Bretton Woods 75: Money and Economic Systems for a New Era
Monday, August 5, 2019TOPICS: Faculty and Staff
begin quote As we reflect on our current economic and financial systems and try to shape what’s to come, it is necessary to keep in mind that neither the prosperity nor the peace was equivalent for all citizens of the world.
In July, I participated in a gathering of 200 people at the legendary Mount Washington Hotel in New Hampshire to reflect on the legacy of the 1944 Bretton Woods Conference. The original Bretton Woods Conference brought together 730 delegates from 44 allied countries to discuss a new post-war economic and financial system. It convened only a few weeks after D-Day, in a world of unimaginable devastation and violence that had left millions of people dead and millions more injured and displaced. Delegates negotiated agreements on monetary policy and institutional arrangements in hopes of shaping a global dynamic that would sustain greater peace.
Regardless of how we assess the legacy of those agreements, envisioning a new economic system to better serve the times was no small feat. While far from perfect, the monetary policies and institutional architecture for global commerce and governance have supported incredible increases in prosperity and progress worldwide. All kinds of trade and economic opportunities have flourished since then. To date, we have avoided World War III.
However, as we reflect on our current economic and financial systems and try to shape what’s to come, it is necessary to keep in mind that neither the prosperity nor the peace was equivalent for all citizens of the world then or today. The anniversary of the original agreements is a good time to contemplate how better, more just and sustainable structures can be created.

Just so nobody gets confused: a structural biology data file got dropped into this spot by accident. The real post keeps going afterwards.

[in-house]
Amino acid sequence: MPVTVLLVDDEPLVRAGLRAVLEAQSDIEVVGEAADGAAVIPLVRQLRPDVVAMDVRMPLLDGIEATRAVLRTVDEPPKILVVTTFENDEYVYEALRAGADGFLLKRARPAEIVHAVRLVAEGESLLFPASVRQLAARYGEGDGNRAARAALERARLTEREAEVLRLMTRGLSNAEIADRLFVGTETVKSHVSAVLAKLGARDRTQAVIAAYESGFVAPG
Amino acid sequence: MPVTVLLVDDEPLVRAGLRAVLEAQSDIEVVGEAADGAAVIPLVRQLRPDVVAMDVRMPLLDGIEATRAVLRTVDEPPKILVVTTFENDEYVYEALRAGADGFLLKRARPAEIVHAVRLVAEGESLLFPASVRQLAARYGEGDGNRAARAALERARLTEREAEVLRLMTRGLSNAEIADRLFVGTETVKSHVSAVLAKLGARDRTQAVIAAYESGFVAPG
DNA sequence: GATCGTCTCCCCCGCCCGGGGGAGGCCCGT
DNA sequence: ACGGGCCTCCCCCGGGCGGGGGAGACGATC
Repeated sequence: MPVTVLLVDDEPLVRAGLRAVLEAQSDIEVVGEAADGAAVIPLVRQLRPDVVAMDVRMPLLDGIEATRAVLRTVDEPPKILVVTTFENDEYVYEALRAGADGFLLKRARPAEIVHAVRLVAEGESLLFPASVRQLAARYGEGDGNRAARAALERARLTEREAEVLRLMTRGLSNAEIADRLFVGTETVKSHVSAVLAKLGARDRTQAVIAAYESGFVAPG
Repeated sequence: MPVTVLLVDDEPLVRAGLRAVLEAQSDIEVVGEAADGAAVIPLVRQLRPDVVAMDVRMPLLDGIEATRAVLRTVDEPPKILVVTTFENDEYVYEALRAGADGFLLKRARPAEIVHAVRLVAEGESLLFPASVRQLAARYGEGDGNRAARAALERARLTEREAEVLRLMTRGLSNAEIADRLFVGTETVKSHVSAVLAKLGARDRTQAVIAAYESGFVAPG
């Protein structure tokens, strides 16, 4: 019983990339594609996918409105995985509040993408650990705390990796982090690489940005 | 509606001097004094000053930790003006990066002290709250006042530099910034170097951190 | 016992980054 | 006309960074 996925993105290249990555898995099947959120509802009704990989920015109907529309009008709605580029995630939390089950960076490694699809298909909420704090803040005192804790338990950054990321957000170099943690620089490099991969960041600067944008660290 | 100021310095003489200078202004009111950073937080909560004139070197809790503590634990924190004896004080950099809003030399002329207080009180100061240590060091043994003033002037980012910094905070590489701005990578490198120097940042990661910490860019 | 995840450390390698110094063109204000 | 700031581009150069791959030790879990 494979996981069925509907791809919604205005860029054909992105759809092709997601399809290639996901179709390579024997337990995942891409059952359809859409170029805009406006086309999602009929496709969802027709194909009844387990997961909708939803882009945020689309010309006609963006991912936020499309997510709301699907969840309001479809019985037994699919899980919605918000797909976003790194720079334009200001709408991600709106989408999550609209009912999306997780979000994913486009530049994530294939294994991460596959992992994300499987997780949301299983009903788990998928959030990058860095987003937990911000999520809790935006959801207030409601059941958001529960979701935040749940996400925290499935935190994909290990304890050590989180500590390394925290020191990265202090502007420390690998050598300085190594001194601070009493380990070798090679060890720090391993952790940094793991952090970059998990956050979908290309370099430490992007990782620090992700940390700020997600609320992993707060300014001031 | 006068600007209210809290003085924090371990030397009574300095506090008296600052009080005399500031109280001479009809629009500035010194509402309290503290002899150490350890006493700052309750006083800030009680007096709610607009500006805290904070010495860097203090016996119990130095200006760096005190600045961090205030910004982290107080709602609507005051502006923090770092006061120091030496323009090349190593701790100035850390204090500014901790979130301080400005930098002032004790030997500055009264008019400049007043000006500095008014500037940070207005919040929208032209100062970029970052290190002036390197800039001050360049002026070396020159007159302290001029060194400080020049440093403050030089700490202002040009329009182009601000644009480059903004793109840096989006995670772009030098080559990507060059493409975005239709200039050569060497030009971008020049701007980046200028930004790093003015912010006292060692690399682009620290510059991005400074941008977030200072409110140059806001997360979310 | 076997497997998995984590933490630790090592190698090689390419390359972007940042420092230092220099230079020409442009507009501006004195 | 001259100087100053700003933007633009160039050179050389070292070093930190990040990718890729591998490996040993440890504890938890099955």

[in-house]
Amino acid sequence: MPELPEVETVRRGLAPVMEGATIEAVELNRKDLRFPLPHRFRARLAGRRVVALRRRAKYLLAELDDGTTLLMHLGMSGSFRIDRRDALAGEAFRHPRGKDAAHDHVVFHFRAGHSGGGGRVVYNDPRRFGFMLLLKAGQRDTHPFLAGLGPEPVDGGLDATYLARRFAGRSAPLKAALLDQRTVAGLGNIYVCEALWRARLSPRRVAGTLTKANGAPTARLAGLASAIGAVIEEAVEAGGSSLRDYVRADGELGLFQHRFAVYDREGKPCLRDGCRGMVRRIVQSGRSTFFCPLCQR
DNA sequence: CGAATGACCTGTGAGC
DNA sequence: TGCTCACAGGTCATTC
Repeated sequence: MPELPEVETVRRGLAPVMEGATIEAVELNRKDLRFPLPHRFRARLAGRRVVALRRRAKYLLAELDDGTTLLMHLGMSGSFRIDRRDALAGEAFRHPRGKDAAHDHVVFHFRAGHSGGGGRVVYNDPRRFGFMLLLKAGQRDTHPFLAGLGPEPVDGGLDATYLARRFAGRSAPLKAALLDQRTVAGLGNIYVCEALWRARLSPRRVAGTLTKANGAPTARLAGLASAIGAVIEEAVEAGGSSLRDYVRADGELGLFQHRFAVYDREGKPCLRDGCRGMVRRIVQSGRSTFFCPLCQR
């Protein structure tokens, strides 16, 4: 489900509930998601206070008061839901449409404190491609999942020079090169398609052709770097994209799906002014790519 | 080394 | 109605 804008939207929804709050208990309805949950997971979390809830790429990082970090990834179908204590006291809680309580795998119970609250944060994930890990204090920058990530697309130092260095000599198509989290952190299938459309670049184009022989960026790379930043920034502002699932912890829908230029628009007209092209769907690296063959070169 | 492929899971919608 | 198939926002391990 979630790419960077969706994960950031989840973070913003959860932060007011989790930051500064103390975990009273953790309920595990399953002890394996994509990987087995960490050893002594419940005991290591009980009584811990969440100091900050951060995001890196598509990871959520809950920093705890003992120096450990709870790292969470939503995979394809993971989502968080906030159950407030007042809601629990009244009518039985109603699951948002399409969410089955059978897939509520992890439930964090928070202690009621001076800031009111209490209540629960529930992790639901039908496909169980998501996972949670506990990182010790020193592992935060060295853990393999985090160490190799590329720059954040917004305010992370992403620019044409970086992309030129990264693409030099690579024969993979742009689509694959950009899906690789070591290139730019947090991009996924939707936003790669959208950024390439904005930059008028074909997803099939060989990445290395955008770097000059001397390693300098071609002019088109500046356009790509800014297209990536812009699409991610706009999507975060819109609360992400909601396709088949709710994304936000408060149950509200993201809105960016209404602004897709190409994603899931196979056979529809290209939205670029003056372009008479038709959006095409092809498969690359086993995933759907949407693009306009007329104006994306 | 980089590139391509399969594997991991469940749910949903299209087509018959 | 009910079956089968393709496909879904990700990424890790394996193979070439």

Unlike the original all-male Bretton Woods, this gathering was organized by young women, who invited a broad swath of thinkers representing diverse age groups and socio-cultural backgrounds including economists, community activists, and academics. The Bretton Woods 75 Conference explored ideas and had discussions around designing a more inclusive future economic and social order. We sought to identify policies and institutions that would enhance freedom and justice worldwide. One goal of Bretton Woods 75 was to expand connectivity among people in different fields and foster new collaborations to address the challenges of our time, from climate change to growing numbers of refugees.
The mandate of the three-day event was much more diverse than the delegates were assigned by the allied countries in 1944. There was no shortage of new ideas and concepts to consider.
One major area of discussion focused on new forms of money including cryptocurrencies, with some arguing this new “tool” of non-state backed money can enhance global trust, community cooperation and happiness. Bitcoin, Litecoin, Peercoin, among many other cryptocurrencies, question the monopoly of the nation-state to issue money. Important questions remain to be answered, including issues of cryptocurrency’s potential for enhancing illegal businesses or supporting autocratic regimes. At the grassroots level, there are interesting examples of non-state backed money supporting local economies. A case in point is the city of Bristol which created a city-wide local currency to be used in local business as well as to pay taxes and transportation, strengthening local success based on commitment and spirit. It is easy to be inspired by such initiatives, inviting support for such alternative ways of storing value as well as our collective brain power to address challenges of liquidity and conversion.
Other attendees focused on the environment, reparations, peacebuilding, and social entrepreneurship as important aspects of our global future. There was even a guest astronomer among us to point out the stars in the stellar system, perhaps to remind us to build new systems with the entire universe at heart. There was incredible live music, food, wine and storytelling because a more peaceful and just world order is not simply a matter of technocracy. We have to keep in mind what Dr. Douglas Rushkoff, Professor of Media, calls “Team Human.” We must consider seriously the diversity of needs of the seven and a half billion that inhabit our world.
Bretton Woods 75 is another signal it is time to rethink how money works as technology, global connectivity and increased educational levels open new opportunities.